• Repro-Tronics Inc.
    75 Carver Ave.
    Westwood, NJ 07675
    Phone: 800-948-8453, FAX: 201-722-1881
    Tactile Image Enhancer, thermo paper, flexi-paper, and other tactile image enhancement products.

See "Tactile Graphics, An Overview and Resource Guide" by John A. Gardner for more details on no tech, low tech, high tech, and star trek graphics.

Raised line graph paper is available from APH (American Printing House for the Blind, Inc., 1839 Frankfort Avenue, P.O. Box 6085, Louisville, Kentucky 40206-0085. Phone: 1-800-223-1839). If you had my packet, you could look at the APH Graph Sheets flyer. They have various sizes ranging in price at $10 per package of 50. You can get sheets measuring 8 1/2 x 11 inches or 11 1/2 x 11 inches. The squares range from 1/2 inch squares to 1-inch squares. Coordinate axes are represented as solid lines. The grid pattern consists of horizontal and vertical lines of small braille dots. I use their graph boards, so they may be better at advising you as to what will best suit your needs. Their graph boards (Graphic Aid for Mathematics) cost $110, so making your own board should be quite cost effective.

The Graphic Aid For Mathematics is excellent for graphing algebraic equations, but can be used in geometry, trig, etc. It consists of a cork composition board mounted with a rubber mat which has been embossed with a grid of 1/2 inch squares. My students use two rubber bands held down by thumbtacks for the x- and y- axes. Then points are plotted with push pins at the appropriate coordinates. Points are connected with rubber bands (for lines) or flat spring wires (for circles, ellipses, and arcs). Sighted math teachers can even interpret the student-made graphs correctly. You can also make your own rubber graph board by affixing a piece of raised line graph paper (also from APH) to a cork board and proceeding as outlined above.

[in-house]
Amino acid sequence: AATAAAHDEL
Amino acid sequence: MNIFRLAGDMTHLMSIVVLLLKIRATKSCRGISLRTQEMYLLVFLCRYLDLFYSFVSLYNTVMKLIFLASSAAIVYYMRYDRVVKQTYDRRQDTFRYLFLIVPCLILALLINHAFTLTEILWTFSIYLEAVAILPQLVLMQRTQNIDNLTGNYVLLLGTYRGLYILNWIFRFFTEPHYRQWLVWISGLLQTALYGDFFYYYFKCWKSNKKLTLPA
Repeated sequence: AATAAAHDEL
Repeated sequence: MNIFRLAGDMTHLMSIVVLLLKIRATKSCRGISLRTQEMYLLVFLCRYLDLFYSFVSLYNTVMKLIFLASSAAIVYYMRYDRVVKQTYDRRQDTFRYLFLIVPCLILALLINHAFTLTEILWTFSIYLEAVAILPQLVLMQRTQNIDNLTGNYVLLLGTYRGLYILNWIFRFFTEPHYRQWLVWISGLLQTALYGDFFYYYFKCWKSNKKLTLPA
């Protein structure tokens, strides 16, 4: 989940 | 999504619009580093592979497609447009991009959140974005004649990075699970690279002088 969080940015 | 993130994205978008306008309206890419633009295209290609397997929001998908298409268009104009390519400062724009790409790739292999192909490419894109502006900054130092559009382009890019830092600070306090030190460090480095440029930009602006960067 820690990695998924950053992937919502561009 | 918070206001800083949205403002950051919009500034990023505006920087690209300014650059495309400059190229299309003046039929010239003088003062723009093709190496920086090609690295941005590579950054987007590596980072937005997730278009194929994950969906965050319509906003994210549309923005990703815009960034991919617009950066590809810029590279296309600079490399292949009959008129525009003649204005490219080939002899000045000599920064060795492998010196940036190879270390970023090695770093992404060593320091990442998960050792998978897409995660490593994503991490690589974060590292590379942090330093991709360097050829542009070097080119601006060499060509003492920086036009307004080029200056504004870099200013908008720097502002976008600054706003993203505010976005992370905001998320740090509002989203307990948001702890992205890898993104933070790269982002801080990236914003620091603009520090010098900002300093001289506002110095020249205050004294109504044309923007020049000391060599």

Students may also wish to use a drawing board with rubber mat or old Sewell Raised Drawing Kit Board, Braille Compass from Howe Press, straight edge, plastic triangles, tracing wheel from the homemaking department, and a braille/print protractor* available from APH. Students can do all their own geometry constructions using these tools. Again, sighted math teachers can interpret these correctly.

*The Braille/Print Protractor is finally a reality. We decided this was a nicer name than "Adapted Goniometer." It comes complete with a teacher's guide written by me - furnished in both print and braille. The price is only $7.50 - quite a bargain for this little gem!